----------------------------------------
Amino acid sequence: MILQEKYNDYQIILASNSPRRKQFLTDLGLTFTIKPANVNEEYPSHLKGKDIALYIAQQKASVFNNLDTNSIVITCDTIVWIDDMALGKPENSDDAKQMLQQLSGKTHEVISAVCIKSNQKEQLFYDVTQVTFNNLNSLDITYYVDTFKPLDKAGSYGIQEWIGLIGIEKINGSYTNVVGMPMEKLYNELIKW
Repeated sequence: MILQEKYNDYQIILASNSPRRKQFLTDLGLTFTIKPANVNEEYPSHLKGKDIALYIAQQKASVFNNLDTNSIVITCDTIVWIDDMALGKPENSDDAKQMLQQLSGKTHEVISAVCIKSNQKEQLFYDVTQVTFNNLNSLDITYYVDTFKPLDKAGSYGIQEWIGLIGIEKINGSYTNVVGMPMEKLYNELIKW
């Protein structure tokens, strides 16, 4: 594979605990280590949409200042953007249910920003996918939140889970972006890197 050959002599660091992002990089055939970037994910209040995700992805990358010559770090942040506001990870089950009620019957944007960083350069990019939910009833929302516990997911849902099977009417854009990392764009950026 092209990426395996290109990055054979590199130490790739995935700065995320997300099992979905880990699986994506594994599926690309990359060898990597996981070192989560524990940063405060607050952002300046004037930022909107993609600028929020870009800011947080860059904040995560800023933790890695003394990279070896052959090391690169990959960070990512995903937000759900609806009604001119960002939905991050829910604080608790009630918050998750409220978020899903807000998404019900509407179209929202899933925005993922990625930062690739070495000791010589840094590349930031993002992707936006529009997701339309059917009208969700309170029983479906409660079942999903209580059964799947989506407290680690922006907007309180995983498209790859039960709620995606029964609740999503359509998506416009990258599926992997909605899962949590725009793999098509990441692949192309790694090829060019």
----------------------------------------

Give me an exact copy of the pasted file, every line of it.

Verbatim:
Amino acid sequence: MILQEKYNDYQIILASNSPRRKQFLTDLGLTFTIKPANVNEEYPSHLKGKDIALYIAQQKASVFNNLDTNSIVITCDTIVWIDDMALGKPENSDDAKQMLQQLSGKTHEVISAVCIKSNQKEQLFYDVTQVTFNNLNSLDITYYVDTFKPLDKAGSYGIQEWIGLIGIEKINGSYTNVVGMPMEKLYNELIKW
Repeated sequence: MILQEKYNDYQIILASNSPRRKQFLTDLGLTFTIKPANVNEEYPSHLKGKDIALYIAQQKASVFNNLDTNSIVITCDTIVWIDDMALGKPENSDDAKQMLQQLSGKTHEVISAVCIKSNQKEQLFYDVTQVTFNNLNSLDITYYVDTFKPLDKAGSYGIQEWIGLIGIEKINGSYTNVVGMPMEKLYNELIKW
């Protein structure tokens, strides 16, 4: 594979605990280590949409200042953007249910920003996918939140889970972006890197 050959002599660091992002990089055939970037994910209040995700992805990358010559770090942040506001990870089950009620019957944007960083350069990019939910009833929302516990997911849902099977009417854009990392764009950026 092209990426395996290109990055054979590199130490790739995935700065995320997300099992979905880990699986994506594994599926690309990359060898990597996981070192989560524990940063405060607050952002300046004037930022909107993609600028929020870009800011947080860059904040995560800023933790890695003394990279070896052959090391690169990959960070990512995903937000759900609806009604001119960002939905991050829910604080608790009630918050998750409220978020899903807000998404019900509407179209929202899933925005993922990625930062690739070495000791010589840094590349930031993002992707936006529009997701339309059917009208969700309170029983479906409660079942999903209580059964799947989506407290680690922006907007309180995983498209790859039960709620995606029964609740999503359509998506416009990258599926992997909605899962949590725009793999098509990441692949192309790694090829060019």